Finally, to achieve a reasonable mark, you'll likely have to take the LSAT twice.

Next, I want to give you some context:

I applied for law school in the 2010 cycle. I applied to both Osgoode and U of T. Here are my stats:

Undergrad cGPA: 86%

According to the OLSAS scale: 3.9

LSAT: 160 (80th percentile)

Master's cGPA: A+

Accroding to the OLSAS scale: 4.0

I didn't get in.

Again, I'm not saying that to be discouraging. But I want to utilize these stats (keep in mind, it hurts the 'ol ego to lay those details and rejections bare like that) to highlight a few of the things that you said that worry me.

- "My GPA is all that concerns me" - You've got quite a few other things to worry about. The LSAT for one. You should also know that the economic downturn is prompting many professionals to apply to law school to concretize their place in the market. This means that there are more applicants than ever, and many of these have compelling, varied life experiences and collateral (like kids), which means that they're not screwing around on these apps, they have a lot at stake.

- "I can handle the academic demands of law school since I do well in history and rhetoric". That's not enough. For my part, I specialized in policy in my undergrad and went on to do a Master's in law and policy development. My love of legal verbatim did not translate into an amicable relationship with the realties of law school. You may very well have other skills and resources that would contribute to success at law school, but you need to identify them, articulate them, and be honest with yourself about how and in what capacity they will help you. A love of rhetoric will not save you.

- "My point is that although there are plenty of unemployed law graduates, there are even more unemployed history graduates." This comment bums me out for several reasons. First, I know that you stated that law school isn't a career safety net, but, I guess you're saying that the odds are better than with other routes. Consider this: the job market for legal scholars is facing similar trends as other markets, that is, a move towards more temporary, insecure, part-time, contract work. That's not to say that grad school academics won't face similar issues and markets, but they won't be shouldering a law school debt. Think about it.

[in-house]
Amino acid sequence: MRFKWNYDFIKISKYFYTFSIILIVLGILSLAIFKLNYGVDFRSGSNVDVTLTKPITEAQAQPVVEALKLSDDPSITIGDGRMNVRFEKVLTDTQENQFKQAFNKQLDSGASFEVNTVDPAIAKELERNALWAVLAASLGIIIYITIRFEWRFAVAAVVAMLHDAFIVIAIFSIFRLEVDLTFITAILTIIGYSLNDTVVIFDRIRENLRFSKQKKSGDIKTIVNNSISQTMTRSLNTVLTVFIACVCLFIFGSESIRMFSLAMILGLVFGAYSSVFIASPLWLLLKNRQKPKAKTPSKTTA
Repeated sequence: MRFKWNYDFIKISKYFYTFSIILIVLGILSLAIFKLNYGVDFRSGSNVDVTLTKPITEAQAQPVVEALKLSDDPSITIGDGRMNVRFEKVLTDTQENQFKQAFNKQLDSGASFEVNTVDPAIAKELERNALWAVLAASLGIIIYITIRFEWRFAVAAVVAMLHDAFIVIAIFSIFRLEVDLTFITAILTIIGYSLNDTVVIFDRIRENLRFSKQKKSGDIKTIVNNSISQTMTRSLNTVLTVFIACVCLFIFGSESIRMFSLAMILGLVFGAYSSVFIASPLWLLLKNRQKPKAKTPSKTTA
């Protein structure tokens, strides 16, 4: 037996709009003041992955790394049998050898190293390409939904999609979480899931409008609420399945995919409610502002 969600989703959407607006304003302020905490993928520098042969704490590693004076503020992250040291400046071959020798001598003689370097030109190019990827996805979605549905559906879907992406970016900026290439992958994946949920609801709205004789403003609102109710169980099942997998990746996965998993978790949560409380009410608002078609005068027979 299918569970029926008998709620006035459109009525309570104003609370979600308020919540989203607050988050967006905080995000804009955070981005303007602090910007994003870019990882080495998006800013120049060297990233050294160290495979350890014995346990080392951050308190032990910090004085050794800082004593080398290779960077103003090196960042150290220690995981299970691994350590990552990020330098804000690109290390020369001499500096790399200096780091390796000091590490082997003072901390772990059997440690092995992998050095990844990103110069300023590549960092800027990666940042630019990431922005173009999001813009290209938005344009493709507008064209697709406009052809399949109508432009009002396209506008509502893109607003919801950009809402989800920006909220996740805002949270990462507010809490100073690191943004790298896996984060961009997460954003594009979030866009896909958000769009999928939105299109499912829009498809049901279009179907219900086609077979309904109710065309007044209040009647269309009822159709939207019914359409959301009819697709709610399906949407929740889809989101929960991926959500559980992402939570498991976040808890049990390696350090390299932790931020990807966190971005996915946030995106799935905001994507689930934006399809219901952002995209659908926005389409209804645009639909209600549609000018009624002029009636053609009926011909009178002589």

I admire your pragmatism, but I think that going the law school route because it superficially appears to be at the top of the "job prospects: pros/cons" list is a mistake. I cite my experience because, I honestly think, that law school was not a good fit for me, given my goals and the type of scholar that I wanted to be. Even though I had competitive stats, I think that I betrayed myself in my SoP, wherein it became clear that this route wasn't a good fit, and the spot should go to someone who IS.

It's not that I don't think that you're right for it. But YOU need to articulate your reasons for wanting it and what you're going to proactively achieve with it that you couldn't by going another route. You need to have a passion for this, and you need to articulate this true passion in a way that makes sense. You can't count on just finding a love for law at some point while you do the degree. If you don't have the dedication and do not FIT, you're unlikely to even get in, IF you get in you'll be less likely to finish, IF you finish you will have a tougher time using the degree, IF you manage to use the degree you are tremondously more likely to be UNHAPPY.

After scoping out the resources above, I'd recommend that you start talking to people. People that know you and care about you, Profs that are familiar with your capacity and (maybe most importantly) current law students and lawyers. I'd also recommend reading "One L" by Scott Turow.

Best of luck, really!

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Thanks for your advice and the links. I admit it's a very recent decision of mine since I wanted more than anything to be a Professor of History but had no idea about the dismal job market. Maybe I'll work for a year after my MA and save up some money, somewhere that will hopefully add a little strength to my application. That will give me more time to study for the LSAT, for which I'm planning to take a prep course. And you're definitely right about History and Rhetoric not being enough in themselves to survive in Law school, but I'll look into some other qualifications I might have, or be able to get, and see if it would really be worth it. I'm only 22, but now is the time to decide on the remainder of my education.